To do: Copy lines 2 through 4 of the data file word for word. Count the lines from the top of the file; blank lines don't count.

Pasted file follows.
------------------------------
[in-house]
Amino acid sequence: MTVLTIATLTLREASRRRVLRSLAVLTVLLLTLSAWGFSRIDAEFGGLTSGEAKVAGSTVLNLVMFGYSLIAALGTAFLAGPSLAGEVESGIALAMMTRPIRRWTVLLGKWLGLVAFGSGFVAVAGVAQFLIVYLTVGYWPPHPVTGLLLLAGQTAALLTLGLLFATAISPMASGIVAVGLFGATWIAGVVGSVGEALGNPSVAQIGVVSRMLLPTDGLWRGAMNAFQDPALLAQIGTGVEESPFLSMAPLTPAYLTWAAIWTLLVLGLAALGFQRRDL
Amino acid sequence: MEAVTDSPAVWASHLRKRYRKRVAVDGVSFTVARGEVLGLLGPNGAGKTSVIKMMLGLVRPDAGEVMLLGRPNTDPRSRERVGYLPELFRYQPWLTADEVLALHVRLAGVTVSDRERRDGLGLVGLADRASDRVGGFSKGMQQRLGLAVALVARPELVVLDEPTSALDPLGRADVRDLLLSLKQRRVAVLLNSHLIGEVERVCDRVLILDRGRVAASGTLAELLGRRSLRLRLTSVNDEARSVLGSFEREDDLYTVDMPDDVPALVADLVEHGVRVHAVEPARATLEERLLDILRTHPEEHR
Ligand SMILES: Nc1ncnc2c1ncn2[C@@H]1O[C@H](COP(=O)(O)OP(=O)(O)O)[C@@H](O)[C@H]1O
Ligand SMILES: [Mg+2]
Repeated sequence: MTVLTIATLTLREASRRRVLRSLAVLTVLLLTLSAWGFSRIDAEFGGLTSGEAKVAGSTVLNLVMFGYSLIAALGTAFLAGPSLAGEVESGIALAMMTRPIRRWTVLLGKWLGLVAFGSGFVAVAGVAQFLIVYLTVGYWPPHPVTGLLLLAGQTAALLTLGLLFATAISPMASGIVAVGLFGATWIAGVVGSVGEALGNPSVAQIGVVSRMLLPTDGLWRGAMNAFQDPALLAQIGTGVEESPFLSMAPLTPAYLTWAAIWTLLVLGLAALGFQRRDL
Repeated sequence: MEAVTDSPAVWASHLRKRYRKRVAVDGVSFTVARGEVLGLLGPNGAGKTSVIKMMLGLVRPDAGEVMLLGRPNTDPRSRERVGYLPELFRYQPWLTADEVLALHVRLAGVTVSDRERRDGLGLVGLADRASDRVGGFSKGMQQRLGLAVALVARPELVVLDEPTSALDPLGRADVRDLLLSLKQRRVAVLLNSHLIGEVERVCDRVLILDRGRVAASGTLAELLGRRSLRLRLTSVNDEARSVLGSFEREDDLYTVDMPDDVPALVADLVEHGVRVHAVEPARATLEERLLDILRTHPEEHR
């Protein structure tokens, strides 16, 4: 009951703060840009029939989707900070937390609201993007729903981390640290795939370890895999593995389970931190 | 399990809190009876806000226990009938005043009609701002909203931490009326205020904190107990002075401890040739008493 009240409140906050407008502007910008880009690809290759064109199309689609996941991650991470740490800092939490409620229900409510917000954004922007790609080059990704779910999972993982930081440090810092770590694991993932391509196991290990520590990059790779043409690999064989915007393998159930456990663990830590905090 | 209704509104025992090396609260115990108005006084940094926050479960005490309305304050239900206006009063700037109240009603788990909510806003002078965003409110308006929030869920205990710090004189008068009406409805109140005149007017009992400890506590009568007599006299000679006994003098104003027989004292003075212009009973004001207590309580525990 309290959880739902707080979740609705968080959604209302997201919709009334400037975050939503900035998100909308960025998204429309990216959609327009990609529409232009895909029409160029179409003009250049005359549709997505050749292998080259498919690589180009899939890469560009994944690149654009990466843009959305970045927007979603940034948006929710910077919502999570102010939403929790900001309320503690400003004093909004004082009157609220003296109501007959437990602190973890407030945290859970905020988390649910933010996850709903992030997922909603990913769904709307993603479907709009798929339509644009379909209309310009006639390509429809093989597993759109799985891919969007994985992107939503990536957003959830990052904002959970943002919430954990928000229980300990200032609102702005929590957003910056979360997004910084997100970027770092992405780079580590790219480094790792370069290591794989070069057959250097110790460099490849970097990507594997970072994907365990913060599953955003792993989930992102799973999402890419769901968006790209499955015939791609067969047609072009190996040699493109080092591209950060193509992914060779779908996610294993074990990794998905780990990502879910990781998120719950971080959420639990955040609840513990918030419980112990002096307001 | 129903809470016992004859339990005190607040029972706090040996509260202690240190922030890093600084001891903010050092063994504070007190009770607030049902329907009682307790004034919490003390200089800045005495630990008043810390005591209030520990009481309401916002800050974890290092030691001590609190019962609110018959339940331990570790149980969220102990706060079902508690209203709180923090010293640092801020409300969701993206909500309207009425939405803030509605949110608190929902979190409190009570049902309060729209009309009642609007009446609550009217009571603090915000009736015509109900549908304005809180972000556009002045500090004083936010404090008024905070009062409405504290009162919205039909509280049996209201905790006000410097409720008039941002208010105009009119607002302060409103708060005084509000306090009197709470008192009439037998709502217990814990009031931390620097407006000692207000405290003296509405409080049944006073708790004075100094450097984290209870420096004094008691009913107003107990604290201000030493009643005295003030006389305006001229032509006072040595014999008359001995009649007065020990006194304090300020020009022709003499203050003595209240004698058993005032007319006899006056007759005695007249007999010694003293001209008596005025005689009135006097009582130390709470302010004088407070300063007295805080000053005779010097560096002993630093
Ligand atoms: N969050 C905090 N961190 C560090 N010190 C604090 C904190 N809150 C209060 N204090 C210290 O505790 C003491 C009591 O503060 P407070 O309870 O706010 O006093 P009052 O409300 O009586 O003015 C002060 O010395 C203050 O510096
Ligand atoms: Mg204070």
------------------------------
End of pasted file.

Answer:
Amino acid sequence: MTVLTIATLTLREASRRRVLRSLAVLTVLLLTLSAWGFSRIDAEFGGLTSGEAKVAGSTVLNLVMFGYSLIAALGTAFLAGPSLAGEVESGIALAMMTRPIRRWTVLLGKWLGLVAFGSGFVAVAGVAQFLIVYLTVGYWPPHPVTGLLLLAGQTAALLTLGLLFATAISPMASGIVAVGLFGATWIAGVVGSVGEALGNPSVAQIGVVSRMLLPTDGLWRGAMNAFQDPALLAQIGTGVEESPFLSMAPLTPAYLTWAAIWTLLVLGLAALGFQRRDL
Amino acid sequence: MEAVTDSPAVWASHLRKRYRKRVAVDGVSFTVARGEVLGLLGPNGAGKTSVIKMMLGLVRPDAGEVMLLGRPNTDPRSRERVGYLPELFRYQPWLTADEVLALHVRLAGVTVSDRERRDGLGLVGLADRASDRVGGFSKGMQQRLGLAVALVARPELVVLDEPTSALDPLGRADVRDLLLSLKQRRVAVLLNSHLIGEVERVCDRVLILDRGRVAASGTLAELLGRRSLRLRLTSVNDEARSVLGSFEREDDLYTVDMPDDVPALVADLVEHGVRVHAVEPARATLEERLLDILRTHPEEHR
Ligand SMILES: Nc1ncnc2c1ncn2[C@@H]1O[C@H](COP(=O)(O)OP(=O)(O)O)[C@@H](O)[C@H]1O